Economy Recovering, but Experts Fear Rise in Coronavirus Cases
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Experts are warning that signs of improvement in the U.S. economy could give way to another round of contractions, as a rising tide of coronavirus cases in certain states threatens to have a similarly chilling effect as to what occurred during the earlier months of the pandemic.
“Things have changed, and thinking that by October, November, the economy will be back to the same level it was at before the pandemic — you have to be a super optimist,” said Rajeev Dhawan, the director of the Economic Forecasting Center at Georgia State University, during an interview with Transport Topics Radio. “Until there is a vaccine or a medical treatment, you have to keep on waiting for a full recovery.”
Dhawan said the U.S. economy was spared a deeper recession due to trillions of dollars in federal spending to extend unemployment benefits, as well as other government programs to keep credit markets liquid. But with many of those programs set to expire in late July, Dhawan worries that another infusion of spending may be necessary to stave off further economic damage.
“It looks like we reached some kind of a bottom [in May], but that may be artificial, because we have so many fiscal programs going, and that’s giving support to the economy, small businesses and retail,” he said. “We borrowed ourselves some breathing space for two, three months, but will start to run out of that space by early August.”
On June 25, the Commerce Department issued a revised estimate that indicated the nation’s gross domestic product shrank at an annualized rate of 5% in the first quarter, slightly higher than its 4.8% estimate from April. The same day, the Labor Department said 1.48 million workers filed new unemployment applications during the third week in June. That brings the number of workers who have sought jobless benefits in the past 14 weeks up to 47.1 million.
According to the Johns Hopkins Coronavirus Resource Center, several states with significant population centers, including California, Florida, Georgia, Texas and Arizona are reporting substantial increases in coronavirus cases, causing fears that the economies in those states may be damaged. Three of the four — Texas, Arizona, and Florida — were among the earliest to reopen in May.
In Texas, Gov. Greg Abbott on June 25 paused further efforts to re-open the state amid the increase. While businesses that were permitted to open under the previous phases can continue to operate under designated guidelines, Abbott said, “As we experience an increase in both positive COVID-19 cases and hospitalizations, we are focused on strategies that slow the spread of this virus while also allowing Texans to continue earning a paycheck to support their families. The last thing we want to do as a state is go backwards and close down businesses.”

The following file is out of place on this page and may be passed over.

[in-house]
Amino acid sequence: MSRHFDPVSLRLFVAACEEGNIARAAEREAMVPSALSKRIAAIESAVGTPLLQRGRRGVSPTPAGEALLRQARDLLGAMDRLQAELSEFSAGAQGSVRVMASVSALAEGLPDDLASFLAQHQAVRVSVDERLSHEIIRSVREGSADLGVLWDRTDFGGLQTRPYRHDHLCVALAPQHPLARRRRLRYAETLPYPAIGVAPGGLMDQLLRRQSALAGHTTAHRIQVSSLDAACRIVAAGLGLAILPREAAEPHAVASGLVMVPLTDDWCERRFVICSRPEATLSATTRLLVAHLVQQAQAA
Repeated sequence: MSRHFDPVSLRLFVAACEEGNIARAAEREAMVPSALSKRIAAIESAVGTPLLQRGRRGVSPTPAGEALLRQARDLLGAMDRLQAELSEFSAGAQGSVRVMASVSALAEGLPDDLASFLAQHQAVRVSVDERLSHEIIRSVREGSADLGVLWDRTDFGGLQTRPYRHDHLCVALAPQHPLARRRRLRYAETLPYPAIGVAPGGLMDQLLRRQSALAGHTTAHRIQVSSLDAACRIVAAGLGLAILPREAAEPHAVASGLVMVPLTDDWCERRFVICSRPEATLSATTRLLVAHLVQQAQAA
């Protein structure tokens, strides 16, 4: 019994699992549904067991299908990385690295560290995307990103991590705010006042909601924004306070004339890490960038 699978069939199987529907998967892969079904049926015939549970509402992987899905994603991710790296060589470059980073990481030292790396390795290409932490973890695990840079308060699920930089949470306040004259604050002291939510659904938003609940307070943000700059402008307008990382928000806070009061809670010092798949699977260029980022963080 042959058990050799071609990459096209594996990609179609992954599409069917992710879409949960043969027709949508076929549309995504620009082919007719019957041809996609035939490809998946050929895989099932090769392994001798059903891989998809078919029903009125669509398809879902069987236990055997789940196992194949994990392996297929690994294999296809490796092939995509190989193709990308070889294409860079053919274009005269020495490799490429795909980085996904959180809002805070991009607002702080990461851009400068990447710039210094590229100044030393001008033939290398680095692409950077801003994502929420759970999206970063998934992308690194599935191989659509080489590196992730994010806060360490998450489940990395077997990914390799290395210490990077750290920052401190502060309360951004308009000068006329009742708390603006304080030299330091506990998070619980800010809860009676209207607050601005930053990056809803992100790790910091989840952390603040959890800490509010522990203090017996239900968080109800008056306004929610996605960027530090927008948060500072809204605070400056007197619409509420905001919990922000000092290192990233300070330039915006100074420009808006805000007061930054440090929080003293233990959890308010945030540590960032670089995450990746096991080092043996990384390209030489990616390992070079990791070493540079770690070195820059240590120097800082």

On June 24, the governors of New York, New Jersey and Connecticut said they would implement a mandatory 14-day quarantine on visitors from states where there are coronavirus hot spots.
“We need to do things right inside our four walls in our respective states,” New Jersey Gov. Phil Murphy said at a news conference with New York’s Andrew Cuomo and Connecticut’s Ned Lamont. “The last thing we need to do right now is subject our folks to another round.”
FTR Intel Vice President Avery Vise said too much uncertainty remains to make firm predictions on how the economy will perform this summer if COVID-19 cases increase.
“It is something we are definitely watching. Our concern is going to be if the fatality and hospitalization side goes up,” he said. “Frankly, all bets are off if that happens. Almost every forecast out there is based on the presumption that this period from March through potentially June will be the worst of it, and there will be gradual recovery.”
American Trucking Associations Chief Economist Bob Costello told TT that while the economy is improving, he fears the increasing number of cases could derail it and create a W-shaped recovery, in which things begin improving but then deteriorate as more people become infected, causing governors and other officials to order businesses closed.
“We’re opening up, and there is more demand, but we are on a trajectory that we’re going right back to our all-time highs — that happened in early April,” Costello said. “What happens then, do we have to shut it all down again? This makes me concerned. We may get a short-term boost, but it could come to a grinding halt again.”
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